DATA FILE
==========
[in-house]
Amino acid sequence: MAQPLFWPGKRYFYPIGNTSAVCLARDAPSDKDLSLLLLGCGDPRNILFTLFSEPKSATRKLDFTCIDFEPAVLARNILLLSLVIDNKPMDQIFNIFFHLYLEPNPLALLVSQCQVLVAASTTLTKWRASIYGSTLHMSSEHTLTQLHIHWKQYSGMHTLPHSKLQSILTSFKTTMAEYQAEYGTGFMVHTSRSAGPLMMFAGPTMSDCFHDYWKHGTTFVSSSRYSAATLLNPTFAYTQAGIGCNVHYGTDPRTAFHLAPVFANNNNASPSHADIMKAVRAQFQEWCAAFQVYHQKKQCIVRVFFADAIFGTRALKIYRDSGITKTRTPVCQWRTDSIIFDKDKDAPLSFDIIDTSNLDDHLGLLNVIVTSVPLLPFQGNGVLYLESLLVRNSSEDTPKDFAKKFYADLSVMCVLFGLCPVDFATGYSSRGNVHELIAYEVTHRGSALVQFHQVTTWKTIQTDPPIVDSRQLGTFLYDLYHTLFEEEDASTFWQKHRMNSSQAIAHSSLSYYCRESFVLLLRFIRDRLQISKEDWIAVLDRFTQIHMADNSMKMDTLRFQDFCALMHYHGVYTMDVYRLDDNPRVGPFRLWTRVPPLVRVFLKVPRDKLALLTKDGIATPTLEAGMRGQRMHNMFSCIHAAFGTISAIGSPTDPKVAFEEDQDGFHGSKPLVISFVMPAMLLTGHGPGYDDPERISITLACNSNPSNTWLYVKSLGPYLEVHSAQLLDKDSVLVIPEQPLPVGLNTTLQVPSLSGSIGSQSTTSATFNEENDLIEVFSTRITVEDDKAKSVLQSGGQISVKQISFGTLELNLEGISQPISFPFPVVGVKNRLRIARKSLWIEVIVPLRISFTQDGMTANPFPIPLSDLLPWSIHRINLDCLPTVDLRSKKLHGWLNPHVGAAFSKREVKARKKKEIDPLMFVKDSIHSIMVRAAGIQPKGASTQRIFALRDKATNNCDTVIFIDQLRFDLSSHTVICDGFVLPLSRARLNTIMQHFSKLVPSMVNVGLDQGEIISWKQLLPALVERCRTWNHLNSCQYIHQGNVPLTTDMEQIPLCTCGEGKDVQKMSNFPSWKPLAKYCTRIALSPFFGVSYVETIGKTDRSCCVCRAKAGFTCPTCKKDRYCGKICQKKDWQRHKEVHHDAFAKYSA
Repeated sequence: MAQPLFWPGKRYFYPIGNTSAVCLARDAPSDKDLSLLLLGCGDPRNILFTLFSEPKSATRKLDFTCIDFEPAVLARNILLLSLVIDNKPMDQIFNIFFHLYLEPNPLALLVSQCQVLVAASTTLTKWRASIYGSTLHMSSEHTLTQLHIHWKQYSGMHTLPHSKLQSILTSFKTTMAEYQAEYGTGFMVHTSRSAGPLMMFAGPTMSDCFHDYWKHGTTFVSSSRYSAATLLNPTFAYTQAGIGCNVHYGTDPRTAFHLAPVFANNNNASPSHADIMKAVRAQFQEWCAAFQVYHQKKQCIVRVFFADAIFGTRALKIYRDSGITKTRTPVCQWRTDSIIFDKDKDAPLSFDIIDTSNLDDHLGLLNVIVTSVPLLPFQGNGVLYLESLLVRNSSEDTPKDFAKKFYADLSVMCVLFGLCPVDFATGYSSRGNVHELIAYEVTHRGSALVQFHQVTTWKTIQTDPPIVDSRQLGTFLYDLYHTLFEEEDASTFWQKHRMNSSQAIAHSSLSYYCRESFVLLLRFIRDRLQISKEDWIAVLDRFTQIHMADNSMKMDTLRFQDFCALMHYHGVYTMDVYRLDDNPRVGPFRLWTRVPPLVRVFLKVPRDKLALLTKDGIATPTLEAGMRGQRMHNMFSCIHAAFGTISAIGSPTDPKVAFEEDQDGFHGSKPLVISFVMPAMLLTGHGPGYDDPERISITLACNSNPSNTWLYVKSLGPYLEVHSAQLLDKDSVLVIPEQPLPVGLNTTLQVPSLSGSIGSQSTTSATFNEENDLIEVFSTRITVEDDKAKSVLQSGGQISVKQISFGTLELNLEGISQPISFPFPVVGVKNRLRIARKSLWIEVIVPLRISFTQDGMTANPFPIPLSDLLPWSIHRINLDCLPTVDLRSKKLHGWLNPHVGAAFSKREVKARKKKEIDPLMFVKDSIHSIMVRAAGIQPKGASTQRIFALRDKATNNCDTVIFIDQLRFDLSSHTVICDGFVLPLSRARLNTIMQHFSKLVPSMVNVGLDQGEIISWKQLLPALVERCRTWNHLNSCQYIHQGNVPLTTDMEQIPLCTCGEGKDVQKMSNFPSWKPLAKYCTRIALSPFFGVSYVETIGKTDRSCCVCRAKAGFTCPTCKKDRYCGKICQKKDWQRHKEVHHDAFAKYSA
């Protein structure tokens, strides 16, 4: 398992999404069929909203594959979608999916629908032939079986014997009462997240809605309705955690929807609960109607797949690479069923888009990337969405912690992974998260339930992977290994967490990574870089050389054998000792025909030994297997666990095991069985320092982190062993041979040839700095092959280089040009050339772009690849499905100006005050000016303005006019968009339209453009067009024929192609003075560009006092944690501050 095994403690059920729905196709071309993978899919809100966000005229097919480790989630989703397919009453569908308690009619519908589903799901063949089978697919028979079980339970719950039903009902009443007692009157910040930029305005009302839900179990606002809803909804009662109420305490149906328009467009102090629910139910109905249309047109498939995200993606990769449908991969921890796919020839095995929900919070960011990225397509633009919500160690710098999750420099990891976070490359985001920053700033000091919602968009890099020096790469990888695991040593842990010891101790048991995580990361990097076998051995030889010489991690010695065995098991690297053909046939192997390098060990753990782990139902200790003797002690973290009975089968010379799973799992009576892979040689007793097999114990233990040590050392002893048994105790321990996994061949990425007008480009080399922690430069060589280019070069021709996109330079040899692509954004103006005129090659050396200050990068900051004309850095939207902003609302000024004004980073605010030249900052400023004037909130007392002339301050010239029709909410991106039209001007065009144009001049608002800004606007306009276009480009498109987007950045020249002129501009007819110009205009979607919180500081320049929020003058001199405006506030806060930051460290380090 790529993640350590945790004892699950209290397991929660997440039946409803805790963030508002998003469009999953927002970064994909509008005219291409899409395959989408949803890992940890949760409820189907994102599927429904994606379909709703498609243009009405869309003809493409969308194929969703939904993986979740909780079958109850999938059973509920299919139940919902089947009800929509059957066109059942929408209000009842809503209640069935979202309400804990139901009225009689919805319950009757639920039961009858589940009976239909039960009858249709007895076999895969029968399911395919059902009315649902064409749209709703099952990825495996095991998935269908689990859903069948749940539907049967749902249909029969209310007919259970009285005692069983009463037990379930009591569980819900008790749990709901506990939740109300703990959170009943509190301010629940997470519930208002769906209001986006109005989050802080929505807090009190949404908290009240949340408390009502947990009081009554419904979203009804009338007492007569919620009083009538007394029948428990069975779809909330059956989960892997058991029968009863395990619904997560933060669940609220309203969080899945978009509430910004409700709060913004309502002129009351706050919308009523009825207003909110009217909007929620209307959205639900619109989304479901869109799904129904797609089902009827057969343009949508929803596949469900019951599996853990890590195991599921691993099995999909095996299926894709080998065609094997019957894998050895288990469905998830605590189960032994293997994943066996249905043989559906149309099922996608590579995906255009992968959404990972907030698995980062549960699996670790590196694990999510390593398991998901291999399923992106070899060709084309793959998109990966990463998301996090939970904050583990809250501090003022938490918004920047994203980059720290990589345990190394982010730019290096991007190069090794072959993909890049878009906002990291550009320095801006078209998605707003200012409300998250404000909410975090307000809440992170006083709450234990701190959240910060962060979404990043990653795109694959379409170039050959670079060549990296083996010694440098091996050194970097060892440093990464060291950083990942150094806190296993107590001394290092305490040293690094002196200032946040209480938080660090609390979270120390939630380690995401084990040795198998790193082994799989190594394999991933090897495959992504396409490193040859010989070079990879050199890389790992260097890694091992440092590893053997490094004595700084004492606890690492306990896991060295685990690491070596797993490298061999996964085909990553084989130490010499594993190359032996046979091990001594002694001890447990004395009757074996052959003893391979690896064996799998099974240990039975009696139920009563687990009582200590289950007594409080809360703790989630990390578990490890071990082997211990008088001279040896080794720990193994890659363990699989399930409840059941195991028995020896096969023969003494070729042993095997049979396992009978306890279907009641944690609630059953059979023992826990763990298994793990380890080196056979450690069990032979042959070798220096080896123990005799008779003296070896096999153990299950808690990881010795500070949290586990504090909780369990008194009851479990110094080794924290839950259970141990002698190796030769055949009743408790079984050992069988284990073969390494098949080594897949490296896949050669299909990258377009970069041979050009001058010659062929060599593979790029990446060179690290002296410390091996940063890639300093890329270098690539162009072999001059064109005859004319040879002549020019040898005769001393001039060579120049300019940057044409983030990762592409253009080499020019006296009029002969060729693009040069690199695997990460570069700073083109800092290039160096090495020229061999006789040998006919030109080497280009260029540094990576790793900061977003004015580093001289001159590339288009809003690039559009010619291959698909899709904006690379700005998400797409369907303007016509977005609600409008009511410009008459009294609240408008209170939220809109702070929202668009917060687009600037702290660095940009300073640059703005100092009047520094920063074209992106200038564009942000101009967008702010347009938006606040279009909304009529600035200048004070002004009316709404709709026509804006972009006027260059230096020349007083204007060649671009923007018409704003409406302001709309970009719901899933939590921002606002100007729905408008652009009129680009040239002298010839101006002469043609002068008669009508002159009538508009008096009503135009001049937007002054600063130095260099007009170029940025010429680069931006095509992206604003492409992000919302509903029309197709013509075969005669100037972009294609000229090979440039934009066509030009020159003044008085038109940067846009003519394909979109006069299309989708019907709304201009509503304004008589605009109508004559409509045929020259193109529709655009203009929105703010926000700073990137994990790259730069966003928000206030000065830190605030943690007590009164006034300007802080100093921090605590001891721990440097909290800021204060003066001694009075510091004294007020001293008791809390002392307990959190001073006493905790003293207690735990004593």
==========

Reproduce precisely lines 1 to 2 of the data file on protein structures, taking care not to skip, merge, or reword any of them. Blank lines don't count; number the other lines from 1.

[in-house]
Amino acid sequence: MAQPLFWPGKRYFYPIGNTSAVCLARDAPSDKDLSLLLLGCGDPRNILFTLFSEPKSATRKLDFTCIDFEPAVLARNILLLSLVIDNKPMDQIFNIFFHLYLEPNPLALLVSQCQVLVAASTTLTKWRASIYGSTLHMSSEHTLTQLHIHWKQYSGMHTLPHSKLQSILTSFKTTMAEYQAEYGTGFMVHTSRSAGPLMMFAGPTMSDCFHDYWKHGTTFVSSSRYSAATLLNPTFAYTQAGIGCNVHYGTDPRTAFHLAPVFANNNNASPSHADIMKAVRAQFQEWCAAFQVYHQKKQCIVRVFFADAIFGTRALKIYRDSGITKTRTPVCQWRTDSIIFDKDKDAPLSFDIIDTSNLDDHLGLLNVIVTSVPLLPFQGNGVLYLESLLVRNSSEDTPKDFAKKFYADLSVMCVLFGLCPVDFATGYSSRGNVHELIAYEVTHRGSALVQFHQVTTWKTIQTDPPIVDSRQLGTFLYDLYHTLFEEEDASTFWQKHRMNSSQAIAHSSLSYYCRESFVLLLRFIRDRLQISKEDWIAVLDRFTQIHMADNSMKMDTLRFQDFCALMHYHGVYTMDVYRLDDNPRVGPFRLWTRVPPLVRVFLKVPRDKLALLTKDGIATPTLEAGMRGQRMHNMFSCIHAAFGTISAIGSPTDPKVAFEEDQDGFHGSKPLVISFVMPAMLLTGHGPGYDDPERISITLACNSNPSNTWLYVKSLGPYLEVHSAQLLDKDSVLVIPEQPLPVGLNTTLQVPSLSGSIGSQSTTSATFNEENDLIEVFSTRITVEDDKAKSVLQSGGQISVKQISFGTLELNLEGISQPISFPFPVVGVKNRLRIARKSLWIEVIVPLRISFTQDGMTANPFPIPLSDLLPWSIHRINLDCLPTVDLRSKKLHGWLNPHVGAAFSKREVKARKKKEIDPLMFVKDSIHSIMVRAAGIQPKGASTQRIFALRDKATNNCDTVIFIDQLRFDLSSHTVICDGFVLPLSRARLNTIMQHFSKLVPSMVNVGLDQGEIISWKQLLPALVERCRTWNHLNSCQYIHQGNVPLTTDMEQIPLCTCGEGKDVQKMSNFPSWKPLAKYCTRIALSPFFGVSYVETIGKTDRSCCVCRAKAGFTCPTCKKDRYCGKICQKKDWQRHKEVHHDAFAKYSA